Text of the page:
Of all the ways in which my physical beauty is “unconventional,” most prominent is my skin tone. I am a dark-skinned Black woman. Undeniably so. Lately, I’ve been pondering this fact more so than usual.
My skin is dark every day of the year. However, under the Southern sun, I’m spending far more time at my deepest hue than I did in my native New York. I didn’t expect this to affect my self-perception in any way. And yet, I couldn’t help but notice I’d taken yet another step away from the most widely held beauty ideals.
It’s not that this bothered me, exactly. Conventional beauty is not a personal goal of mine. It’s just that Eurocentric beauty standards, in particular, are inescapable in the Western world. It’s hard not to notice when you deviate from them.
Just type the word “beauty” into Google Images and scroll for a bit. You’ll see what I mean. Mainstream media will have you think beauty and dark skin are mutually exclusive. It’s just one of many ways that anti-Black racism is enshrined in our culture.
Somehow, this particular bias never managed to fester within me. I’ve actually always loved my skin color. I love its layered richness, its opacity. Its resilience to the sun and the onslaught of time. I love how much makeup it can handle when I’m feeling femme. I love caring for the kinky curls that tend to come with it.
When I was younger, I liked how my appearance set me apart in my predominantly white hometown. I wanted to stand out in the settings I was happiest in: the classroom, the ballet studio, the alt-rock show. This perception has shifted a bit as I’ve gotten older and become more socially conscious. I now prefer the blessings of blending in.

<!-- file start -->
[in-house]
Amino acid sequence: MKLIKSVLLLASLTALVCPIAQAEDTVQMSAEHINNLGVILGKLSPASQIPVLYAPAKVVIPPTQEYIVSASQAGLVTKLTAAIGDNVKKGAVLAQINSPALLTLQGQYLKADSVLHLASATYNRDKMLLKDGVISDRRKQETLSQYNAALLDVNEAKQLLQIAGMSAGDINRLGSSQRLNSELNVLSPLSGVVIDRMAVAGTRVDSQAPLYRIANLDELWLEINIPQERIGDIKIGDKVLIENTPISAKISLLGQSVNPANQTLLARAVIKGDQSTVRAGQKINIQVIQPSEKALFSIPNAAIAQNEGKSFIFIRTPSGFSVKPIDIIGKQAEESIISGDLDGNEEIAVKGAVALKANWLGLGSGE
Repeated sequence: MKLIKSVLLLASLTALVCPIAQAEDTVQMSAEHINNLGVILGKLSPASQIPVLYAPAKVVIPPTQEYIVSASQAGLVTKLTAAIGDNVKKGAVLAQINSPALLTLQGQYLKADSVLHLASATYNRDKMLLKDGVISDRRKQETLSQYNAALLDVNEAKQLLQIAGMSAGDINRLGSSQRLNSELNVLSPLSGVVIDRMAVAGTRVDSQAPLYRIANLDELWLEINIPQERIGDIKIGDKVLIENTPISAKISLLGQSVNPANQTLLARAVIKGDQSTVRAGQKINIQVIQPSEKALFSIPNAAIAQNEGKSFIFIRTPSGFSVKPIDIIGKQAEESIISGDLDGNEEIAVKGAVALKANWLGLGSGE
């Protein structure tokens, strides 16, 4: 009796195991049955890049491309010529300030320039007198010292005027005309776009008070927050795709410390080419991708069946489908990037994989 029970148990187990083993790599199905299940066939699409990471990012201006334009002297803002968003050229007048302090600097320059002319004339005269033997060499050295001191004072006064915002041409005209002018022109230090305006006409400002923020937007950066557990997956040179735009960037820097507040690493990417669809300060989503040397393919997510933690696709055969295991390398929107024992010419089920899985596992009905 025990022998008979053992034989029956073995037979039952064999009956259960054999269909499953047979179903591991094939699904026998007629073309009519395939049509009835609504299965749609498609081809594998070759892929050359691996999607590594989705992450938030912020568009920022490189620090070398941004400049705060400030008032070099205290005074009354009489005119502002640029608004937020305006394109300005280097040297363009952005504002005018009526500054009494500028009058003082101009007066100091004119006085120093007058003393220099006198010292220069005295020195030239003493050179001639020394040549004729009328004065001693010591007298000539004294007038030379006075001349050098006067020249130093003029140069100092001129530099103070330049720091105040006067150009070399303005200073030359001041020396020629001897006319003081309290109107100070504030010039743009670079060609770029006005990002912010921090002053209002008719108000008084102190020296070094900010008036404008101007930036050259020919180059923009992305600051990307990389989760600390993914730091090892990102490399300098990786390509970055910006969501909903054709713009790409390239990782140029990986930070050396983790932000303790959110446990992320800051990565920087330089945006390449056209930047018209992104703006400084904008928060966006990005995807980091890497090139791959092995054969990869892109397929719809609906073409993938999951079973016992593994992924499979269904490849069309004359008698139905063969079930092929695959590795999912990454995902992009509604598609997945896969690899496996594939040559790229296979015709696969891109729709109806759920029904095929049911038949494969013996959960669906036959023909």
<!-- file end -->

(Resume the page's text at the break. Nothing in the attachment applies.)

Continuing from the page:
I clearly remember when I first visited Haiti, home to half my family, when I was 21. When I stepped out into the crowded airport plaza, I marveled at the undulating ocean of melanin that awaited me. Never in my life had I been surrounded by strangers who looked like they could be family.
I didn’t know it before that day, but something in me had craved that experience. That acute sense of belonging. I had spent plenty of time in exclusively Black spaces before, but I had never before set foot where the creation of such a space would be superfluous. My skin was temporarily stripped of its social implications, and could merely exist in public as it did in private.
At home in the U.S., my skin tells a specific story. It speaks of my African ancestry and the plight of the countless souls stolen from that land for centuries. My skin links me to others descended from colonized and enslaved peoples, fighting to thrive in a nation that never intended for our self-determination. I can’t unsee these things when I look in a mirror.
My skin is lovely to look at, and I do so often. I actively resist the cultural narrative that my skin’s color makes me less lovable by nourishing my self-image. But beyond my skin’s appearance, I celebrate its significance. As long as I live in a time and place where dark skin is persecuted, appreciating that aspect of myself will always be a radical act of self-love. It’s one I take on with pleasure.
“Look!” squeals some white girl every summer, thrusting a slightly sunkissed forearm up against mine. “I’m almost as dark as you!” Oh, honey. You wish.